You know what I like best about our balloon project? That it’s so subversive.
As women and feminists, we’ve always had to find ways around the entrenched power structures to get our stories told. Remember the Guerrilla Girls in the 80s? Remember the “This demeans women” stickers in the 70s?
The establishment institutions are biased against women and girls, which of course is why EVE exists in the first place. And it’s unavoidable that a big part of our work is focused on effecting change in those institutions: stamps, currency, statues, street names.
But the balloon project gives us an opportunity to go rogue. It’s a wildly subversive way to get women’s history right there in front of people, bypassing the corporate media and the official textbooks and the documentaries and the museums and the memorials—all that male-centered, woman-denying stuff that dominates the landscape. Think of it: a 40-foot helium balloon of Amelia Earhart—or Harriet Tubman, or Susan B. Anthony, or Clara Barton—sailing down the street. Impossible to miss. And the television announcers will be reading the script we’ve supplied, explaining what the balloon is all about, who the woman was. Millions of people will be exposed to real women’s history. Millions of people will hear our message.
I admit, it took me awhile to see the beauty of the plan. When Lynette Long first presented the idea to me, I was like, what? Parade balloons? I’d never thought about it. But the more we talked about it and the more I learned, the more I realized what we could do with this. We are incredibly lucky to have hooked up with Toni McKay, whose StarBound Entertainment is one of the top two balloon suppliers in the country. She totally believes in this project, and is chomping at the bit to get these balloons designed and built. And because of her position in the industry, she has the ability to make sure our balloons fly in some of the biggest parades in the country.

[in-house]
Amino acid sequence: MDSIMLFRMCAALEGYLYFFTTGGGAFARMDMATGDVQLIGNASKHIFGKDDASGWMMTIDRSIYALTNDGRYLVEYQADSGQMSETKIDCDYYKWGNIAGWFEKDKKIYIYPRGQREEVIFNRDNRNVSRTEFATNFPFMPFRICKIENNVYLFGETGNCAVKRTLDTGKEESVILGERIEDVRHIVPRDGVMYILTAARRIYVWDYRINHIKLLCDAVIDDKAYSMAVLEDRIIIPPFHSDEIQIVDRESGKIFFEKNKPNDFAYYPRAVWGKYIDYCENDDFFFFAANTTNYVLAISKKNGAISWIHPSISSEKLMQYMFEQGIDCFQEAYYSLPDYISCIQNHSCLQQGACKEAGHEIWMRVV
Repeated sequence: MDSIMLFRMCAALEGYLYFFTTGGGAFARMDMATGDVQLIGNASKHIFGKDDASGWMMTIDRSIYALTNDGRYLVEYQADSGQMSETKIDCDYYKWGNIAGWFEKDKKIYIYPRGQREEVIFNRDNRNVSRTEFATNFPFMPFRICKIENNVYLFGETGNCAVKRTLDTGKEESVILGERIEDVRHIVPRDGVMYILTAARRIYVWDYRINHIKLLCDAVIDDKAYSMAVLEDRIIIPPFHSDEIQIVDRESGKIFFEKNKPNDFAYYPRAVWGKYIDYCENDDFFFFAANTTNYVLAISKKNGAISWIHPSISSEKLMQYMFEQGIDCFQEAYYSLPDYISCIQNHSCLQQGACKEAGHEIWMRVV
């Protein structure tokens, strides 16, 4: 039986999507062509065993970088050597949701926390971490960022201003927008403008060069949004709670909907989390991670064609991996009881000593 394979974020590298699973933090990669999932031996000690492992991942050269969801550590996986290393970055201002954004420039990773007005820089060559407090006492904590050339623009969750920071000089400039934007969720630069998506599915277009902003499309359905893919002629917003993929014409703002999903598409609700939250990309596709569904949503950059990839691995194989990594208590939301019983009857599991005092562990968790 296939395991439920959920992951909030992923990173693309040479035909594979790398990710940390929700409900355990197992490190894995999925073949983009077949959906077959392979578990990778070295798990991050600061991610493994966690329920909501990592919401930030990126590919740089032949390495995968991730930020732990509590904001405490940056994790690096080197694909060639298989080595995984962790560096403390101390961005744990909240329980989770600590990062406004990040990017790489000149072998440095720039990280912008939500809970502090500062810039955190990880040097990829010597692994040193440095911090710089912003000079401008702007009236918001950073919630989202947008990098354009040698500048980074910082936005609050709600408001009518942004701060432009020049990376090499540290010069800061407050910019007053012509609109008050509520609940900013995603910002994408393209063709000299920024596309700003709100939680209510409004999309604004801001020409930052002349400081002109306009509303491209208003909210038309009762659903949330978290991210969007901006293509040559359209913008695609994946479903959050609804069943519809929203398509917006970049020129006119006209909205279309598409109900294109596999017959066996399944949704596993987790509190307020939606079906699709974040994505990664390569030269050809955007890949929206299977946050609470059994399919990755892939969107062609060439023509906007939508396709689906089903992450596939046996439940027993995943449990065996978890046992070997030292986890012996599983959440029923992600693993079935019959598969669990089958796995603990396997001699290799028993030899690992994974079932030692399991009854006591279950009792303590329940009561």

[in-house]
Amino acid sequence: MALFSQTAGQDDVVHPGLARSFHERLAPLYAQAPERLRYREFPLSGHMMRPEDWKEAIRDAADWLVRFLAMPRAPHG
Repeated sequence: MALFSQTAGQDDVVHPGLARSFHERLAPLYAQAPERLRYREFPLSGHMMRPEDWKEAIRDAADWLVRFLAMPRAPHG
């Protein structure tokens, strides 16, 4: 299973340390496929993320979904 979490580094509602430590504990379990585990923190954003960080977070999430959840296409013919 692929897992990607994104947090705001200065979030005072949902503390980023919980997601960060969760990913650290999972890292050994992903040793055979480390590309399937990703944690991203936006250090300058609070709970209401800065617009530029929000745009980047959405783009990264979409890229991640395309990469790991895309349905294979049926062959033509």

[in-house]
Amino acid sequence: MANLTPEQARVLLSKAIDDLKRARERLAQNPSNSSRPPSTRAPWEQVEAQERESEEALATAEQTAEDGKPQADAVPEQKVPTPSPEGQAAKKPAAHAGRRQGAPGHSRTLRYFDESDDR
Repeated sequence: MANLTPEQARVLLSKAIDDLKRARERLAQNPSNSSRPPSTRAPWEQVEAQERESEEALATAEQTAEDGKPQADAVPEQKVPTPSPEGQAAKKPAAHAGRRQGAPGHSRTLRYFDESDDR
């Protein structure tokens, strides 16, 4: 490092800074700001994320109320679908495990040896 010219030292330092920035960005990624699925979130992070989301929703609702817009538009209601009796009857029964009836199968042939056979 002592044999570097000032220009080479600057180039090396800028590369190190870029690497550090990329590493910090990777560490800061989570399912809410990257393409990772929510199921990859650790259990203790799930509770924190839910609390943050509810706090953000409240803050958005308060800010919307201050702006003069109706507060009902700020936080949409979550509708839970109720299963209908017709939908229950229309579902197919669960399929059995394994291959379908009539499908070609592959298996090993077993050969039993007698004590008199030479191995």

My fantasy now is to some day have parade balloons of all those women who ought to be world-famous, but aren’t. Can you imagine? I want to hear the TV announcer introducing these balloons:
Admiral Grace Hopper: the woman who invented modern computer programming.
Buffalo Calf Road Woman: the Cheyenne warrior who killed Custer.
Mercy Otis Warren: the woman who conceived of the Bill of Rights.
But first we need to get Amelia Earhart launched. If you haven’t chipped in yet, please consider giving if you can. As we point out in the Q&A about the balloon, it’s a great value for the money. The balloon will last for 20 years and be seen by millions of people every year—and all for less than $10,000.
Nancy Foye-Cox says:
Excellent thoughts, Suzanne!
I liked the idea of balloons from the start, but can see the potential huge effects much clearer now. you are absolutely right Suzanne. Will work on getting the discussion going.
Donate by this Sunday so you can see Amelia in the skies this Labor Day! : EVE | Equal Visibility Everywhere says:
[...] also: Uppity Women and Subversive History. Share [...]
Ta-da! Official artist sketch of the Amelia Earhart balloon! : EVE | Equal Visibility Everywhere says:
[...] of girls. And it will be the first parade balloon ever to honor a woman — did you know that? As I wrote last month: It’s a wildly subversive way to get women’s history right there in front of people, bypassing [...]